Artist News Legal

R Kelly’s Chicago trial now set for next August

By | Published on Thursday 21 October 2021

R Kelly

R Kelly’s second trial over allegations of sexual abuse – in his home town of Chicago – is now set to begin on 1 Aug 2022. The criminal proceedings in Illinois have been delayed by both the COVID-19 pandemic and the concurrent proceedings in New York state.

Kelly, of course, was found guilty of all charges at the end of his headline-grabbing trial in New York. In that specific case, Kelly was accused of building and running a criminal enterprise specifically designed to facilitate the sexual and physical abuse of girls and young women who were lured into his entourage.

Jurors heard from numerous victims of the star, many of whom told a similar story about how they were drawn into Kelly’s world, and then forced to live under a set of strict rules, risking physical and other punishment if they broke those rules.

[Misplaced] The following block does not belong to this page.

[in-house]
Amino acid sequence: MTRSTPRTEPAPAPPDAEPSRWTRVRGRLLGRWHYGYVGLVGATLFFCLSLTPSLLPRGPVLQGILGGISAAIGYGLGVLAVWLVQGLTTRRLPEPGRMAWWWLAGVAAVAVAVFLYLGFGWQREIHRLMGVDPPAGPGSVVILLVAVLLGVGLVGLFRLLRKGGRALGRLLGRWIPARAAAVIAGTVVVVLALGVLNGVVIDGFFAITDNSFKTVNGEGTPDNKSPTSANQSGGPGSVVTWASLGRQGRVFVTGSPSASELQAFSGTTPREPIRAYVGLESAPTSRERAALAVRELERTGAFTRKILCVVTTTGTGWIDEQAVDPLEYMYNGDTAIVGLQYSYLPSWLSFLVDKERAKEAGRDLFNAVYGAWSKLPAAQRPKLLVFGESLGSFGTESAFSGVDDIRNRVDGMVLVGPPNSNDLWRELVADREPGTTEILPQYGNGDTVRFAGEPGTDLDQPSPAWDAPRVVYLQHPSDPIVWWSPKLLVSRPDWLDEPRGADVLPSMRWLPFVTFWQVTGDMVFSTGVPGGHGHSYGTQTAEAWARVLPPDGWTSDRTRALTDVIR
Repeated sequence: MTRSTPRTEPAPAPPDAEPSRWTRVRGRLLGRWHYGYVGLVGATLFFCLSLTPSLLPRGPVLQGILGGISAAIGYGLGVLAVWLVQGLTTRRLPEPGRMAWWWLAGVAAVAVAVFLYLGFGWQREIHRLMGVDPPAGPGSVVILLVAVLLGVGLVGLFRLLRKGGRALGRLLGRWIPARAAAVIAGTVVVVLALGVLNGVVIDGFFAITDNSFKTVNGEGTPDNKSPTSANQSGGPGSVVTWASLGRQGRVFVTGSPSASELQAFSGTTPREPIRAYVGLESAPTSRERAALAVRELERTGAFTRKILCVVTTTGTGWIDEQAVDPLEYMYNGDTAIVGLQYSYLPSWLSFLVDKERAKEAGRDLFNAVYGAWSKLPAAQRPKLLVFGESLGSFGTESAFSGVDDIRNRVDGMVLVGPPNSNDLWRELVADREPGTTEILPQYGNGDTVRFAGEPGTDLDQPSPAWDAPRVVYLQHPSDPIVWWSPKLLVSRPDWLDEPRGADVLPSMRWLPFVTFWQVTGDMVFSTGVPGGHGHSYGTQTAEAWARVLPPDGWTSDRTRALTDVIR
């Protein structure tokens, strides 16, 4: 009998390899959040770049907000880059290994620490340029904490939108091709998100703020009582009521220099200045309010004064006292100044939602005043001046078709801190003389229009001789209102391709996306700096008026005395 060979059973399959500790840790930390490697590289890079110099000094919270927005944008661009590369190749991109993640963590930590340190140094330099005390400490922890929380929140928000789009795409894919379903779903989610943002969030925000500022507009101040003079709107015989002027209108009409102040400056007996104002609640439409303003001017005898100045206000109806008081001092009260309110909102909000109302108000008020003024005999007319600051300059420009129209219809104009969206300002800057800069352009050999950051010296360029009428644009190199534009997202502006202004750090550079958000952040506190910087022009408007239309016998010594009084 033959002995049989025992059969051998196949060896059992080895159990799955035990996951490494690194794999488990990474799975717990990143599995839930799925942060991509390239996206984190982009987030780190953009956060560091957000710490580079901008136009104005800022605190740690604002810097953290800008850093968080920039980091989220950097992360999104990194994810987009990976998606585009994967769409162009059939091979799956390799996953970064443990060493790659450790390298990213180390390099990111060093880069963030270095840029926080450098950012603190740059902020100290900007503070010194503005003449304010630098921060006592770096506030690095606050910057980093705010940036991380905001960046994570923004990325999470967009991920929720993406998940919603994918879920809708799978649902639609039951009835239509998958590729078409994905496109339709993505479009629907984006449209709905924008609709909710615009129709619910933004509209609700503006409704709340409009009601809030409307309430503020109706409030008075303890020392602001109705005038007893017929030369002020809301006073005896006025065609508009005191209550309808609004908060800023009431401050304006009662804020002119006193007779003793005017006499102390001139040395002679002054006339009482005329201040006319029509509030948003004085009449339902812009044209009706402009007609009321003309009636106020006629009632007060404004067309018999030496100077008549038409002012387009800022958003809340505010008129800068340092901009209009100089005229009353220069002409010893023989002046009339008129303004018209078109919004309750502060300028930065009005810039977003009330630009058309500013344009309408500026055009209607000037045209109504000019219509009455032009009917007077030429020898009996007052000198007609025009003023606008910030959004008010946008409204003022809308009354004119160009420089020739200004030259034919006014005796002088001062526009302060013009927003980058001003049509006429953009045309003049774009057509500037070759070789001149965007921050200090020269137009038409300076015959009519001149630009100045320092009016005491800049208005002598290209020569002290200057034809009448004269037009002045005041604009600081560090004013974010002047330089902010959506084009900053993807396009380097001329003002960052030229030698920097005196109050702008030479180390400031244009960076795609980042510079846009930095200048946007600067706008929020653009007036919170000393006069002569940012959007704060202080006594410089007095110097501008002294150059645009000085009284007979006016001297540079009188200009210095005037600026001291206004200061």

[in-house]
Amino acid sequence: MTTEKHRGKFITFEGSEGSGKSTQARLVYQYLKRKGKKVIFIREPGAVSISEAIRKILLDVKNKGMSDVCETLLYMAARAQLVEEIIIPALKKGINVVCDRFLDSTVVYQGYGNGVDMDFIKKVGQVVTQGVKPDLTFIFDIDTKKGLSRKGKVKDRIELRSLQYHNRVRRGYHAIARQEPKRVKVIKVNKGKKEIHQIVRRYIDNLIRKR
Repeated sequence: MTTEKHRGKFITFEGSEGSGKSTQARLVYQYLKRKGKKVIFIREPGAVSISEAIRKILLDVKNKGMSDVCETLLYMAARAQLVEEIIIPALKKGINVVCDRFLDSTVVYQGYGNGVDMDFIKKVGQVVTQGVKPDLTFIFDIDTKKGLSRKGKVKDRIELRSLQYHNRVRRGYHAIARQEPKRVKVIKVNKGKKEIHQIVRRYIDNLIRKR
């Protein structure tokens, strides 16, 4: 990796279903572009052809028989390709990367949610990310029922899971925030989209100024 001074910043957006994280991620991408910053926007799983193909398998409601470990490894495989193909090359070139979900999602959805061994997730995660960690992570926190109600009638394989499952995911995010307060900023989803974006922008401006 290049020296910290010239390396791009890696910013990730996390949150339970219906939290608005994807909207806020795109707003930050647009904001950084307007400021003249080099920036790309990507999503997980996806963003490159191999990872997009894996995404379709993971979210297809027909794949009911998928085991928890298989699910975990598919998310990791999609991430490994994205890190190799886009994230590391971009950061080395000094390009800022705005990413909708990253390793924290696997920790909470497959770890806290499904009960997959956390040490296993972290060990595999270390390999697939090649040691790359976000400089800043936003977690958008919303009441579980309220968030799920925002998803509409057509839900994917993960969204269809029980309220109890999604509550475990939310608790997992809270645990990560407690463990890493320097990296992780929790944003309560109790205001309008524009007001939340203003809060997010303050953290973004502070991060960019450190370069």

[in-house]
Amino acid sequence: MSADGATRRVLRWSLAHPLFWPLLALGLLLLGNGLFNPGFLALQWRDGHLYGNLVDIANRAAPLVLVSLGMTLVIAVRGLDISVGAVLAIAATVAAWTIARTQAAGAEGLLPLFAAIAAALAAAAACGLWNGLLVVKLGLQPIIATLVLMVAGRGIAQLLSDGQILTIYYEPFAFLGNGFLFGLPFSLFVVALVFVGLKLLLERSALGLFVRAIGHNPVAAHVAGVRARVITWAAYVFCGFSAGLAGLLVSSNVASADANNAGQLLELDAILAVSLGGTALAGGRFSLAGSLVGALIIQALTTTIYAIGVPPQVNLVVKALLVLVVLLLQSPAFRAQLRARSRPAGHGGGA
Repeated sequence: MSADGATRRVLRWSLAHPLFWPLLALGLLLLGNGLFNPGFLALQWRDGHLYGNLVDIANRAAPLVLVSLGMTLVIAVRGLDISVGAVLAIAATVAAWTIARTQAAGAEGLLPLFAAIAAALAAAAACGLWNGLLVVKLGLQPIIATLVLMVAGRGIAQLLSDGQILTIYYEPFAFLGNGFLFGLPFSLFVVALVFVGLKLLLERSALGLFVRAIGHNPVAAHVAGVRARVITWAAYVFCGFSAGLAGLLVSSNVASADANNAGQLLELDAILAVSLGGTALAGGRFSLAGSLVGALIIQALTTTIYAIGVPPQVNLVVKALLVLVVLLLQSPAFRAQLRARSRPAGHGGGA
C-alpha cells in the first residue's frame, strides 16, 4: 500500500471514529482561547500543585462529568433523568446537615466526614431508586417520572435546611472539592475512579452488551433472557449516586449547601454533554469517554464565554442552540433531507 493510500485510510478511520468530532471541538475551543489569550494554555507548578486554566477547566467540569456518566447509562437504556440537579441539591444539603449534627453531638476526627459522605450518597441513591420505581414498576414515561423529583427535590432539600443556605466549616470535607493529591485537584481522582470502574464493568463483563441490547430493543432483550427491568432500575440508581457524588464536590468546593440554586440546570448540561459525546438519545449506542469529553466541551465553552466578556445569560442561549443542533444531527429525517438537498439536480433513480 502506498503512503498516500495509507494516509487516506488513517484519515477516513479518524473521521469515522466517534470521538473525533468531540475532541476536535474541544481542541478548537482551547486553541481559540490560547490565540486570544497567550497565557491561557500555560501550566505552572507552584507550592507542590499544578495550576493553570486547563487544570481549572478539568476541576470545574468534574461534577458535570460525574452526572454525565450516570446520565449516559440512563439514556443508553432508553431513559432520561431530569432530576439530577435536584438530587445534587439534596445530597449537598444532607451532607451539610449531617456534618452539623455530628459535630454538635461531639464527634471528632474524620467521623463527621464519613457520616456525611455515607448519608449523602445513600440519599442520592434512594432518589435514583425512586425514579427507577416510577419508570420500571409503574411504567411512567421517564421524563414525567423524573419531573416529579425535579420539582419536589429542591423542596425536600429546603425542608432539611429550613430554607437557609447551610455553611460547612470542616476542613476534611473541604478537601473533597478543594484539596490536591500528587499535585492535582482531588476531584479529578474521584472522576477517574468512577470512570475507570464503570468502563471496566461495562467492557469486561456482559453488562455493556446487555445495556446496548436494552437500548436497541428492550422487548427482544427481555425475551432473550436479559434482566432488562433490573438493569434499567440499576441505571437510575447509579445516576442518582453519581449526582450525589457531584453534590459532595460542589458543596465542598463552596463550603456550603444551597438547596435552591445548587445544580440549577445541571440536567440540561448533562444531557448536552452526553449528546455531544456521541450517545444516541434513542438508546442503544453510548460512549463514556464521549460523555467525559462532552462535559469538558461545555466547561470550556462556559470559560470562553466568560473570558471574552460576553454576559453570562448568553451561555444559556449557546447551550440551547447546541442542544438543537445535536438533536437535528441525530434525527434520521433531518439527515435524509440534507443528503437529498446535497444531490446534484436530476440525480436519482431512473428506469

The case in Chicago relates to many of the same crimes, although is likely to focus specifically on a number of graphic videotapes that allegedly show Kelly sexually abusing three underage girls. Two of Kelly’s longtime associates also face charges, Derrel McDavid and Milton ‘June’ Brown.

Kelly is still represented by Steve Greenberg and Michael Leonard in the Chicago case, the two attorneys who were dropped from the musician’s legal team in the New York proceedings just two months before that trial began. The team who ended up leading Kelly’s defence in the New York case have been criticised for relying on mainly lacklustre arguments, and it’s thought that the star will likely rejig that team ahead of his appeal.

As for the Chicago case, Greenberg is of the opinion that that trial shouldn’t go ahead until sentencing has taken place in New York, which isn’t scheduled until next May. Which means the Kelly side is currently in no rush, although legal reps for his co-defendants have been pushing for a speedier timeline, arguing that their clients are experiencing unfair delays because they are “at the mercy of Mr Kelly’s problems”.

Kelly himself appeared via video-link at the latest Chicago court hearing, though didn’t speak because technical difficulties meant he couldn’t be heard in the court room.

Greenberg, meanwhile, revealed that his client had been placed on suicide watch following the guilty ruling in the New York case. Although, it is quite common in the US federal prison system to increase the monitoring of recently convicted prisoners, and the lawyer didn’t comment on whether his client had expressed any actual desire to harm himself. That extra monitoring has also now ended.